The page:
by M. K. Mahlakeng
Barely two years ago, the rumour that Lesotho is confronted with instability become a part of civil life in Lesotho. On the one hand, this rumour was heavily supported. It was backed up by several events, giving it the credibility to be true. Firstly, on 29 August 2014, the then Prime Minister Tom Thabane fled the country claiming that there had been an attempted coup d’état by the army. Numerous incidences were mentioned as evidence of this plot to overthrow his government. This includes the barricade of police stations, including the police headquarters, and the takeover of the radio and TV stations by the army, resulting in a total black out in broadcast.
Secondly, from the 11, 13 and 26 May 2015, tripartite opposition (All Basotho Convention (ABC), Basotho National Party (BNP) and Reformed Congress for Lesotho (RCL) leaders (former PM Thomas Thabane, Thesele ‘Maseribane and Keketso Rantšo) fled Lesotho to South Africa on claims that their lives were in danger. Lastly, on 25 June 2015, Brigadier Maaparankoe Mahao was shot dead by Lesotho Defence Force (LDF) members who had come to arrest him for allegedly leading a mutiny to oust the army command.
|SADC facilitator Cyril Ramaphosa in Lesotho (Photo GCIS)|
On the other hand, this rumour was equally challenged. It was argued that many claims and allegations received attention and support despite the lack of substantiated evidence. And on an analytical level, a number of these events are easily disputable due to lack of provision of evidence. Firstly, a lot of interpretations can be attached to a raid of police stations and a take-over of communication services, however, these actions had similar but doubtful characteristics of a coup d’état.
Looking back at the events that led to the “attempted coup”, it was discovered that the PM has on recent occasions used the police force as his personal agency to threaten and intimidate members of society (this includes members of the opposition and the military). It was later discovered that the PM intended to use the police to distribute arms and ammunition to his ABC-allied youth movement to destabilise an intended peaceful march by members of the opposition on 1 September 2014 proposing for the re-opening of parliament. Hence a pre-emptive disarmament and barricade of police stations to stem this flow of weapons. The takeover of the communication services as argued by the army was a mere attempt to avoid rumours of a coup leaving citizens and investors in confusion and shock. Hypothetically, if it was indeed a coup, why wasn’t it successful because the radio and TV stations, police stations, including the police headquarters were under the control of the army, moreover, the State house was unoccupied due to the fleeing of the PM?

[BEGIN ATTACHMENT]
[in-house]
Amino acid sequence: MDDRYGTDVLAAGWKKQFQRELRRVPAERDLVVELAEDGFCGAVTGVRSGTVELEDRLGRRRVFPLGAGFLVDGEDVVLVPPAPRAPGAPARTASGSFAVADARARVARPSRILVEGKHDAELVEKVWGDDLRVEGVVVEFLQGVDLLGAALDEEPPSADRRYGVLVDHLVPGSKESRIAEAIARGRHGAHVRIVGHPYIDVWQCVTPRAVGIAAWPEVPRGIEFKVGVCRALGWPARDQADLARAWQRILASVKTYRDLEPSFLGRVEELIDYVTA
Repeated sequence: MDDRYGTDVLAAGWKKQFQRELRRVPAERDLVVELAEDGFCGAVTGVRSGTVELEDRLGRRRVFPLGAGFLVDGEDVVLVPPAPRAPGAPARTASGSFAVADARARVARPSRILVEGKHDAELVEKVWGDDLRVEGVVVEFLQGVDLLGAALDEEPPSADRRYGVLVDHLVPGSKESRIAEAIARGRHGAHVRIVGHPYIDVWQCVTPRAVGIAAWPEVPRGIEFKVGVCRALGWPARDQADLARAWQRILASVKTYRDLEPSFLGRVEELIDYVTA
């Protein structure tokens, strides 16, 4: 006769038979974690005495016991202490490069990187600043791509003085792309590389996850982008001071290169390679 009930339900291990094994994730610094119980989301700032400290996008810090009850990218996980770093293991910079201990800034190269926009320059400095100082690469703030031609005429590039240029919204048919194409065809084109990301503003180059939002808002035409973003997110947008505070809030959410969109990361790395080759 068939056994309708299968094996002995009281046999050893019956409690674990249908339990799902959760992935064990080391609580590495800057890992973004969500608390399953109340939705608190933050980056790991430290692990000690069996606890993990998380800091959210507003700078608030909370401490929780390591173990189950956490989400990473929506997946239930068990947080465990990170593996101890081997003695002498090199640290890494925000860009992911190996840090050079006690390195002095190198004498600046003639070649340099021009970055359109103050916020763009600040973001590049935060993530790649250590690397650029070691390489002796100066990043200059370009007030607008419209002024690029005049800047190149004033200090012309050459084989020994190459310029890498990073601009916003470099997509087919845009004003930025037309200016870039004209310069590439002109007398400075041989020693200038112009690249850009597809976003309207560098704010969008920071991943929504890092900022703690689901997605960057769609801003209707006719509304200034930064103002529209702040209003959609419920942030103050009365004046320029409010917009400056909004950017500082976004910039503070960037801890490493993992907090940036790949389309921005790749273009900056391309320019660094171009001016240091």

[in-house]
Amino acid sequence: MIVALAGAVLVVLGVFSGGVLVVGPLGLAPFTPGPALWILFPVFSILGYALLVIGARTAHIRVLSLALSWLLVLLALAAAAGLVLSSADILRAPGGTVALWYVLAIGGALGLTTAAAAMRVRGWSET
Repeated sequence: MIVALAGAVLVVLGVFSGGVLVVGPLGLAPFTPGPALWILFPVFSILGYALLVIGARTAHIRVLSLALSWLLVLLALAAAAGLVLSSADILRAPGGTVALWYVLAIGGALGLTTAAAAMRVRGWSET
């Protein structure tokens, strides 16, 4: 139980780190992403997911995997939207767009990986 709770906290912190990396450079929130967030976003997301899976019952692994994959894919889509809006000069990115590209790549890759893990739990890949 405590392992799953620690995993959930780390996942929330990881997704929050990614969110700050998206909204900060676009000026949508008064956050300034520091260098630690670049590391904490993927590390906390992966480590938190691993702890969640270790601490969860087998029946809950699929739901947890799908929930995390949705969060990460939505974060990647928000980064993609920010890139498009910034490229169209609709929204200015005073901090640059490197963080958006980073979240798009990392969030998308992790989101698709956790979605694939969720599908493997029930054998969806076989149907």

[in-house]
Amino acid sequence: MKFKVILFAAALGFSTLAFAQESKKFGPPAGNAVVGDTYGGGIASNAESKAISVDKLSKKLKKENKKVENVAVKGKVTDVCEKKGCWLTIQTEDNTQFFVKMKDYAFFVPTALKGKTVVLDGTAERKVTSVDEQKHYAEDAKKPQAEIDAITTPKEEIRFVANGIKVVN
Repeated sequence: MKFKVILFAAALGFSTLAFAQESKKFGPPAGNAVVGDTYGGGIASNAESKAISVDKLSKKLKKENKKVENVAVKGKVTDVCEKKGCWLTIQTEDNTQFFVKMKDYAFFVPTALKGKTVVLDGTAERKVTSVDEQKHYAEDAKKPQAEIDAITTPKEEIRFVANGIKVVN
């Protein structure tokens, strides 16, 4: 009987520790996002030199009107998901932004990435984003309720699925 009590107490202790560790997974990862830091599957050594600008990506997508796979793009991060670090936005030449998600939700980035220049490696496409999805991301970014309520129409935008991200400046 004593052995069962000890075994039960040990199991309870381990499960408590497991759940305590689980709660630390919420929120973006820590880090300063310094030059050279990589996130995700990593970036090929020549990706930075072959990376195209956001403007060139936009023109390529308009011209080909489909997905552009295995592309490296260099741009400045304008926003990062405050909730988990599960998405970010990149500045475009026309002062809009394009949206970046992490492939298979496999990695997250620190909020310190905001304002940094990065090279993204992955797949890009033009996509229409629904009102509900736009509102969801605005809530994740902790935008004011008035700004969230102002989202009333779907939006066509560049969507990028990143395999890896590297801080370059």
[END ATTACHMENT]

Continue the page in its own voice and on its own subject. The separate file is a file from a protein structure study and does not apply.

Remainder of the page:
Nonetheless, despite the confusion between what is fact and what is rumour, on 3 July 2015, SADC held an Extraordinary Summit of the Double Troika and later established an Independent Commission of Inquiry chaired by Botswana High Court Judge Mpaphi Phumaphi to look into the security and constitutional status of Lesotho. On the 20th January 2016, the Double Troika Summit handed over the report of the Commission of Inquiry to the Government of the Kingdom of Lesotho, and tasked the Government of the Kingdom of Lesotho to provide feedback to the Chair of the Organ on Politics, Defence and Security Cooperation, and to publish the Report within 14 days (by 1 February 2016).
The Double Troika Summit also tasked the Kingdom of Lesotho to prepare a roadmap for the implementation of the constitutional, public sector and security sector reforms and submit a progress report to the Summit in August 2016. Among the report’s recommendations, the commission of inquiry has recommended that army commander Tlali Kennedy Kamoli be fired, whose actions are seen as being central to the crisis in Lesotho, as part of efforts to restore stability in the troubled kingdom and to secure a safe return and stay of Thabane in Lesotho. As a result, opposition leaders are also likely to remain in exile as they have vowed not to return as long as Kamoli remains at the helm of the LDF. The Phumaphi report also disputed the existence of any such mutiny and recommends an amnesty on the soldiers arrested by Kamoli.
However, the commission and its report has raised more questions than answers. This is due to uncertainties regarding the expected outcome of the report. First, won’t the removal of Kamoli affect and/or sow divisions within the army? Second, does the removal of Kamoli equally imply the removal of high ranking officials within the military? Third, who will be his successor? Fourth, will the regional body determine and decide on this too? And lastly, is there tangible proof to support the report’s dispute that there was no existence of a mutiny?
The commission and its report has also divided society, mainly based on its motive and intentions. Since its inception, SADC has been unable to hold certain leaders to account for their undemocratic actions. And although it might appear to be solving conflicts in the region, however, it tends to neglect underlying causes in favour of quick-fix solutions. There are a number of countries in the region that need SADC interventions. These include Zimbabwe and Mozambique to name but a few. The neighbouring South Africa has also reached a peak of instability. This is evident from the wave of violent service delivery protests (literally everyday), the killing of foreigners in 2008 and 2015, to the influx killing of politicians ahead of the 2016 municipal elections. One is left to question what form of “instability” instigates a commission of inquiry by the regional body? One thing is certain, the commission and its report’s recommendation are likely to stoke more turmoil.